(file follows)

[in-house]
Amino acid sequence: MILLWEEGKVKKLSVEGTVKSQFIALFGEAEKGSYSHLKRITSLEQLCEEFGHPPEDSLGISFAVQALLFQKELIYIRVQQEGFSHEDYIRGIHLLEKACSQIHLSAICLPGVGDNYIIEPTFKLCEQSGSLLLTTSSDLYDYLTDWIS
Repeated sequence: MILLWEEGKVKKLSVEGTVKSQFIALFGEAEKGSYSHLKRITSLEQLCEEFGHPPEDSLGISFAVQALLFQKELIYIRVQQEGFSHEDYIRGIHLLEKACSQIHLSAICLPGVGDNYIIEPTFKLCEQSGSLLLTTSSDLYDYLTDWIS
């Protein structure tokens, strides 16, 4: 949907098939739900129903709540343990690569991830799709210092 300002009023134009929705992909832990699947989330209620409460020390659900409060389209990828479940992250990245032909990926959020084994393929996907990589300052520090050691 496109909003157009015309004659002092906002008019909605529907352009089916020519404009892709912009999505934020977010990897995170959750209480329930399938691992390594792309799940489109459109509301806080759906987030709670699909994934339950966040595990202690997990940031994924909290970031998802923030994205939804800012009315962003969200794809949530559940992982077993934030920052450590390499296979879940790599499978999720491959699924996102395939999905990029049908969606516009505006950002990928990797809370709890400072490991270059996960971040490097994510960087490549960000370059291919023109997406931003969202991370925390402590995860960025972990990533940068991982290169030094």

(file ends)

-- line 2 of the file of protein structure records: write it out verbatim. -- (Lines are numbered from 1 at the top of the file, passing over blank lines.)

Amino acid sequence: MILLWEEGKVKKLSVEGTVKSQFIALFGEAEKGSYSHLKRITSLEQLCEEFGHPPEDSLGISFAVQALLFQKELIYIRVQQEGFSHEDYIRGIHLLEKACSQIHLSAICLPGVGDNYIIEPTFKLCEQSGSLLLTTSSDLYDYLTDWIS